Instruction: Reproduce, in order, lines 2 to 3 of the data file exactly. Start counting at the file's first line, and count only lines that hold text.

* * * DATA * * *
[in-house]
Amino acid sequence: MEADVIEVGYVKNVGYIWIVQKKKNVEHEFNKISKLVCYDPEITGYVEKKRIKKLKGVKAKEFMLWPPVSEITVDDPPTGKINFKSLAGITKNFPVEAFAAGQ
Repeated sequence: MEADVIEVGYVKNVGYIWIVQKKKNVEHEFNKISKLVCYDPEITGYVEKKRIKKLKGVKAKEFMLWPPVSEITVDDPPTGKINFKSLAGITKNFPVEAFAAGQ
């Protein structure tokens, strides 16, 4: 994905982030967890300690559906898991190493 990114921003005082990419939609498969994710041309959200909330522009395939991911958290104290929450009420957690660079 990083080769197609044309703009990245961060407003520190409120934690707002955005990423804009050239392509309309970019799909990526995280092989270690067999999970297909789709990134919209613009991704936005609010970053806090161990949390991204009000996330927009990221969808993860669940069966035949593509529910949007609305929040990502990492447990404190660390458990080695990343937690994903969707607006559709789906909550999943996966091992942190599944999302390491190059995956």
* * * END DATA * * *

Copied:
Amino acid sequence: MEADVIEVGYVKNVGYIWIVQKKKNVEHEFNKISKLVCYDPEITGYVEKKRIKKLKGVKAKEFMLWPPVSEITVDDPPTGKINFKSLAGITKNFPVEAFAAGQ
Repeated sequence: MEADVIEVGYVKNVGYIWIVQKKKNVEHEFNKISKLVCYDPEITGYVEKKRIKKLKGVKAKEFMLWPPVSEITVDDPPTGKINFKSLAGITKNFPVEAFAAGQ